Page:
At least two situations have been recognized as responsible for the decline of the red grouper stock: 1) a high fishing pressure in areas where reproductive adults aggregate, and 2) high fishing pressure in nursery areas (Burgos-Rosas & Pérez-Pérez 2006). Protection of critical habitats has been suggested for the red grouper stock to recover by creating Fishing Restricted Areas in places where juveniles concentrate and where reproduction takes place (Giménez-Hurtado 2005, Burgos-Rosas & Pérez-Pérez 2006, López-Rocha & Arreguín-Sánchez 2008). The Mexican government has established temporary fishing bans, from February 15 to March 15 each year since 2003, for the entire Campeche Bank offering protection during reproductive season. However, this measure has a limited value since the red grouper reproduction begins on January and continues through March (Brulé et al. 1999, Giménez et al. 2003). A variation of this government policy to achieve more effective protection could be a ban on fishing but inside reproduction areas for at least those three months. This implementation may represent a potential solution that combines the stock protection and the short-term interests of fishers. Locations of high density of groupers on the eastern continental shelf varied, but coincided with the high catchability region. Thus, a protection area that covered this region was defined within the ranges 22º-23.5º N and 86º-89ºW. Despite the evidence that reproduction can occur elsewhere than just in the eastern area (Brulé et al. 1999, Giménez et al. 2003) and that some authors (Shapiro 1987, Sadovy 1996) suggested red grouper does not form typical spawning aggregations than other serranid species, red grouper density in the eastern Campeche Bank during reproductive season is over five times than that showed during other seasons; this fact coincides with criteria suggested by Domeier & Colin (1997). Such red grouper aggregation corresponded to higher catchability values; therefore, fishing bans in these regions, implemented as Fishing Restricted Areas, may give desirable results for proper management. Within this framework, Fig. 6 shows seasonal changes of the stock abundance (1973-1977) (Albañez-Lucero & Arreguín-Sánchez 2009) related bottom types. It is clearly noticed that highest concentrations of fishes coincide with highest values of catchability.

Juvenile had four areas with high catchability adjacent to Celestún, Dzilam de Bravo, Río Lagartos, and El Cuyo locations, the same areas reported by Renán et al. (2003) as nursery areas for E. morio and other species of groupers (see Fig. 6). Fishing restrictions in these areas can be considered appropriated since average size-at-first-capture (30 cm LT) is below first maturity size (50 cm LT) (Burgos-Rosas & Pérez-Pérez 2006).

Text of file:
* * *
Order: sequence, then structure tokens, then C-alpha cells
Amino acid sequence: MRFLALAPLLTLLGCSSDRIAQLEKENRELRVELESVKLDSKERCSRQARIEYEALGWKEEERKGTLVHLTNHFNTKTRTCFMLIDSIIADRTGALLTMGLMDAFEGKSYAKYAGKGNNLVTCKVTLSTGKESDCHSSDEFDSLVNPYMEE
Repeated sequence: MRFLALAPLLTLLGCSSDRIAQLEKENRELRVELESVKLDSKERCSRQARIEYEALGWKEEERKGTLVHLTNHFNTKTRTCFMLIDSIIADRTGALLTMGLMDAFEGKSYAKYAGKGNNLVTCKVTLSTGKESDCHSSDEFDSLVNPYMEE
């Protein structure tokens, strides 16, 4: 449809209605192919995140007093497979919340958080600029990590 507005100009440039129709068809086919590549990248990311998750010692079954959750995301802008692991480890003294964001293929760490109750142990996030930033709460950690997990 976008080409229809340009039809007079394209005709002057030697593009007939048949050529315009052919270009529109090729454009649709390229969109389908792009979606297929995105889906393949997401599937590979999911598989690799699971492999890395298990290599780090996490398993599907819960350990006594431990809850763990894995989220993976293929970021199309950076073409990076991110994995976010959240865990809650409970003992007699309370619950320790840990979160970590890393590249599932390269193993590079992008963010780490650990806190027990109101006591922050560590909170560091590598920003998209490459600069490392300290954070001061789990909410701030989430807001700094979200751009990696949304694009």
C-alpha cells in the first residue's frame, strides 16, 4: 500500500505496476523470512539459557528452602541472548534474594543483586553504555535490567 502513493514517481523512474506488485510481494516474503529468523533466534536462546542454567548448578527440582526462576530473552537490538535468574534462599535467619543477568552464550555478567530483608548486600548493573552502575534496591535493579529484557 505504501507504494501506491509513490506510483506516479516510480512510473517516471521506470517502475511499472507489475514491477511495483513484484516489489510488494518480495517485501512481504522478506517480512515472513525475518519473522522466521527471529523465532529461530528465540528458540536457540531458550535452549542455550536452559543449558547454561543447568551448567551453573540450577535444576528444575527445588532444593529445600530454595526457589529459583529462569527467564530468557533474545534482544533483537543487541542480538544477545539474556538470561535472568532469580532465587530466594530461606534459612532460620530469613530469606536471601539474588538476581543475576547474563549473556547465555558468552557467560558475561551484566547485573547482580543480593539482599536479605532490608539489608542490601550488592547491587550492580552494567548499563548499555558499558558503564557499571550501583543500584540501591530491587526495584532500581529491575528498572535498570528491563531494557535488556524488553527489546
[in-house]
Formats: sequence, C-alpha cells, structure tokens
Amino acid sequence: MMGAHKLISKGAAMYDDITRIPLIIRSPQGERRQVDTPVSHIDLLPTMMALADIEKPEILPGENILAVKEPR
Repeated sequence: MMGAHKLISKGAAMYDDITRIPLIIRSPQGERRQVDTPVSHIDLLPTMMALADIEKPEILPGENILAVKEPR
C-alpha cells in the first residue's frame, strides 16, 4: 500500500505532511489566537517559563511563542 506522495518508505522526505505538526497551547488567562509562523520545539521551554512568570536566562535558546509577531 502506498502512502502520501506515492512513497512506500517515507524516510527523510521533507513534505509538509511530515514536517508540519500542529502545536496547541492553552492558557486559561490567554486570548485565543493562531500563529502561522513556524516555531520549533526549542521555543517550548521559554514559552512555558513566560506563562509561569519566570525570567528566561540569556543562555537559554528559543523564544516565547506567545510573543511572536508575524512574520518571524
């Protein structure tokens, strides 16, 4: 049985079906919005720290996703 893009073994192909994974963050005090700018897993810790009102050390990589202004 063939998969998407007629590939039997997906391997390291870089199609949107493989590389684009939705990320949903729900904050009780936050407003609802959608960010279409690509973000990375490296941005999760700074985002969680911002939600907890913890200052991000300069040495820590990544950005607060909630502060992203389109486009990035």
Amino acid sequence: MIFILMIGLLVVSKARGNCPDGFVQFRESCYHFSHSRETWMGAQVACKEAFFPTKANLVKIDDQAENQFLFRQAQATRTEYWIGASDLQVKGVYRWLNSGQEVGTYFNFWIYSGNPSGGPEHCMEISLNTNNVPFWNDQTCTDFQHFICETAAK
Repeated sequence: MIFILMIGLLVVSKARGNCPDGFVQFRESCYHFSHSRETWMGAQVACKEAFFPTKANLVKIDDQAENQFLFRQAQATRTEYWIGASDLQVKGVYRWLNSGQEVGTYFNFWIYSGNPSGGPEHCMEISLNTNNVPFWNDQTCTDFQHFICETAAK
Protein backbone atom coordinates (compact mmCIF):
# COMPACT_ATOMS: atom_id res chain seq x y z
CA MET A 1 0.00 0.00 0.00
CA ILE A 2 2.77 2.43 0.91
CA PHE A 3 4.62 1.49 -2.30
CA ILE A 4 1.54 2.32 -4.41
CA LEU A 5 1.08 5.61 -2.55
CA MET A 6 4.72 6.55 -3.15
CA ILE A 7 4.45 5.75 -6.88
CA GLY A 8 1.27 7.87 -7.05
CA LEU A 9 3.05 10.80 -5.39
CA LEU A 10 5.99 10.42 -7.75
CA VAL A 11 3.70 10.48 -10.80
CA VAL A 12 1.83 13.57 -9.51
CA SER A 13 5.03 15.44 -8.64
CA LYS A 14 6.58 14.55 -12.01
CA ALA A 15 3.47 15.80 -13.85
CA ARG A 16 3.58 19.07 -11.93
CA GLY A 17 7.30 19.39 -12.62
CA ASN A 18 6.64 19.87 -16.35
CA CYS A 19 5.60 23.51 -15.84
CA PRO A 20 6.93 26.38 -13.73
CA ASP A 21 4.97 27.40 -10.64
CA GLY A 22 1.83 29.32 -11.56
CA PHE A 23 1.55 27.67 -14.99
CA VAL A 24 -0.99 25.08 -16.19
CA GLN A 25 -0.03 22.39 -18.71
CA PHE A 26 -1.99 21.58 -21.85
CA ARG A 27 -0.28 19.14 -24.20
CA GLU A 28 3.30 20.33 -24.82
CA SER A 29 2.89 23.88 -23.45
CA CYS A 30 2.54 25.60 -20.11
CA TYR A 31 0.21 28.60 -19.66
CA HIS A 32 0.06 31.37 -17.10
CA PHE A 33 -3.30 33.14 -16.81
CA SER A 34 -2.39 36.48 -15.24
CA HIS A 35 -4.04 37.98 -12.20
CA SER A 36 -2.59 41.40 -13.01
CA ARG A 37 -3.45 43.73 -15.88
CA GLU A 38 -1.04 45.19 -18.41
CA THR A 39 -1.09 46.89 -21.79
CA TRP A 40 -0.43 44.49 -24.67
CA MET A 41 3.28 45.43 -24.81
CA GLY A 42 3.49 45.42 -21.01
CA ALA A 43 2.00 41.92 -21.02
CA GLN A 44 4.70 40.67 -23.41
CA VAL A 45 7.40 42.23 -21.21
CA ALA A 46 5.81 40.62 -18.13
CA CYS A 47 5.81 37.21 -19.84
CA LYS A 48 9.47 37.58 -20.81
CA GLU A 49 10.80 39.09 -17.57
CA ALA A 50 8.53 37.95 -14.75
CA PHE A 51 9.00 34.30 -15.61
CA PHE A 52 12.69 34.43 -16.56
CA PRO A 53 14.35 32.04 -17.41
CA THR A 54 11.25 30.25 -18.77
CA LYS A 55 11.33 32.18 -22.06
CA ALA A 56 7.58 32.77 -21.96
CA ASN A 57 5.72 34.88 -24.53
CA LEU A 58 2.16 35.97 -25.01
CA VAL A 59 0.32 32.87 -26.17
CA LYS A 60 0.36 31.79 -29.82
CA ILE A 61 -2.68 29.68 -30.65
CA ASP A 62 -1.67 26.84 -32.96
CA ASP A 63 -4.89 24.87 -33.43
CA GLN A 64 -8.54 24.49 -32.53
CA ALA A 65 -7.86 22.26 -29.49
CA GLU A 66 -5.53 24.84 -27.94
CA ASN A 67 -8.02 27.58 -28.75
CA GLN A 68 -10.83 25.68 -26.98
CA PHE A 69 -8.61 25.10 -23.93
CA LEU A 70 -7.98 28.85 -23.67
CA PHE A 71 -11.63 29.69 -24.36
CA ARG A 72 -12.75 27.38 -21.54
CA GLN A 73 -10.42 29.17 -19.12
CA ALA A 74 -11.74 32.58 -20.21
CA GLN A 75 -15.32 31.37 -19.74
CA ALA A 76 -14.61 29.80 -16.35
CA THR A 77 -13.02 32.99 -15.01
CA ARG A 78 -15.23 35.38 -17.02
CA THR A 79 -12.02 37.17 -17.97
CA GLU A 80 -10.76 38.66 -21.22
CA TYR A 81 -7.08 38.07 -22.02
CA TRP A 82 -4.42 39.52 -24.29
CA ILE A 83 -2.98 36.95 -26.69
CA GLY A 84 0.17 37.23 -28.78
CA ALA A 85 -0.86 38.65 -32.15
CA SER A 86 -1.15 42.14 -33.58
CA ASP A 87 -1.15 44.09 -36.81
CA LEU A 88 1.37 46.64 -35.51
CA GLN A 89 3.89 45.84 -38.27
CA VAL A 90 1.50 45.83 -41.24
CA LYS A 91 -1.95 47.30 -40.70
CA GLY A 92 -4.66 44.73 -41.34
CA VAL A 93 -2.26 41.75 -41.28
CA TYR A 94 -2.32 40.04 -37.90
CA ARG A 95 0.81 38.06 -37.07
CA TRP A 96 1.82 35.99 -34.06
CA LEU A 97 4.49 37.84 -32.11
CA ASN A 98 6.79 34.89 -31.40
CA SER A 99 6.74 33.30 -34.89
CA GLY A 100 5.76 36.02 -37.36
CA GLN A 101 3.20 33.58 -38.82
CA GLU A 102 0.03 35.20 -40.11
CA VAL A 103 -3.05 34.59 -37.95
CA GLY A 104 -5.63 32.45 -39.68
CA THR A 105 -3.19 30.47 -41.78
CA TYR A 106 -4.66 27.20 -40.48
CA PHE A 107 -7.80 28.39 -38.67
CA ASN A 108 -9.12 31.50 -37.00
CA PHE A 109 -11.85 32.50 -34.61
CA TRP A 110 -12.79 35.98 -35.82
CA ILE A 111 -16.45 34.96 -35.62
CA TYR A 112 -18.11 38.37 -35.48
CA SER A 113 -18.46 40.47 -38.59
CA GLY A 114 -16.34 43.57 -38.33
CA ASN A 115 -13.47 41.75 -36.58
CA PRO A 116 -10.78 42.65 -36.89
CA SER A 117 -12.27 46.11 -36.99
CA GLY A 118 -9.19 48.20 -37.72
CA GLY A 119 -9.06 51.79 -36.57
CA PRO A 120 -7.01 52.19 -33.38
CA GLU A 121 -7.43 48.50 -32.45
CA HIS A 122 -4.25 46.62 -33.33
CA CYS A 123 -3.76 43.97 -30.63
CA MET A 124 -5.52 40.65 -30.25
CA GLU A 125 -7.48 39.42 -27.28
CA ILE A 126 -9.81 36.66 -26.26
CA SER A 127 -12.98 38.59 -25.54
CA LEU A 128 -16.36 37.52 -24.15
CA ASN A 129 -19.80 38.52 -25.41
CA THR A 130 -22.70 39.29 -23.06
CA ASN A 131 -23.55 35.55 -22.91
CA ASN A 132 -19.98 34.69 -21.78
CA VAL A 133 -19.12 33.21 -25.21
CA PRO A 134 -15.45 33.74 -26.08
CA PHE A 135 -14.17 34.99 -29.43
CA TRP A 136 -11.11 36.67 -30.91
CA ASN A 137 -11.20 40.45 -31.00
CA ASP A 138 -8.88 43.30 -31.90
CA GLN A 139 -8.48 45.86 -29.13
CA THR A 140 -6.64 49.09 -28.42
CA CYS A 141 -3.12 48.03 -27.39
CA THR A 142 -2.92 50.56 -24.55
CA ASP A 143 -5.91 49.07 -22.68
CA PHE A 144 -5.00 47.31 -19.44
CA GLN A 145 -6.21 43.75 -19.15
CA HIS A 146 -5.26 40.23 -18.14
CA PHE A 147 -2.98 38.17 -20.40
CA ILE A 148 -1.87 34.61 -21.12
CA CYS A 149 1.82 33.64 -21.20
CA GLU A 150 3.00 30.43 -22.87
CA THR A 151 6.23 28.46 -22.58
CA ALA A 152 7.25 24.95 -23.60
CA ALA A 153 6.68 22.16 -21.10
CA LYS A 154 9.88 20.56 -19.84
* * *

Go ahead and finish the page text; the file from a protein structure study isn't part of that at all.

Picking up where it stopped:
Figure 6. Distribution of the relative abundance (catch per unit effort in number of fishes per effective day of fishing) for the red grouper E. morio on the Campeche Bank, Mexico, from 1973 to 1977. (A) adults, (B) pre-adults, and (C) juveniles
Figura 6. Distribución de la abundancia relativa (captura por unidad de esfuerzo en número de peces por día efectivo de pesca) de mero E. morio en el Banco de Campeche, México, de 1973 a 1977. (A) adultos, (B) preadultos, y (C) juveniles


Based on distributions of catchability obtained for 1973 to 1977 and stock abundance (Albañez-Lucero & Arreguín-Sánchez 2009), Fig. 7 shows areas that may be suitable for Fishing Restricted Areas, which could positively impact red grouper survival by reducing fishing mortality within high densities areas. Certainly is advisable reevaluate the proposed areas with current information. However, as mentioned earlier, due to the strong relationship between the red grouper distribution and the bottom type, one can expect a similar pattern of red grouper distribution at present. Hernandez & Seijo (2003) analyzed the red grouper distribution in the Campeche Bank from 1984 to 2001. They found significant high abundances every year during January and February in the eastern part of the bank. These results confirm that there has been continuity in the general pattern of red grouper distribution even under overfishing conditions. Therefore, the results obtained in this work can guide the location of Fishing Restricted Areas to promote stock recovery.

Figure 7. Proposed zones from this study as Fishing Restricted Areas for the red grouper E. morio fishery on the Campeche Bank, Mexico. Areas with vertical lines are suggested to protect adults while areas with horizontal lines are suggested to protect juveniles
Figura 7. Áreas propuestas de este estudio como zonas de restricción de pesca en la pesquería de mero E. morio en el Banco de Campeche, México. Zonas con líneas verticales indican zonas de protección de adultos mientras que las áreas con líneas horizontales indican zonas de protección de juveniles



We express our gratitude to the European Community for support through the project INCOFISH (contract INCO 003739); SAGARPA-CONACYT (project 12004) and Instituto Politécnico Nacional (projects: 20060579, 20070767, 20080765). JALR was a recipient of a CONACYT doctoral fellowship and FAS is an EDI and COFAA fellow of the Instituto Politécnico Nacional. JAAM thanks Consejo Nacional de Ciencia y Tecnología for financial support (CONACYT operating Grant 290537-IPN). Authors also thank Instituto Nacional de la Pesca for facilitating information on the red grouper fishery. We appreciate the valuable comments of two anonymous reviewers.



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Recibido el 6 de febrero de 2009 y aceptado el 29 de septiembre de 2009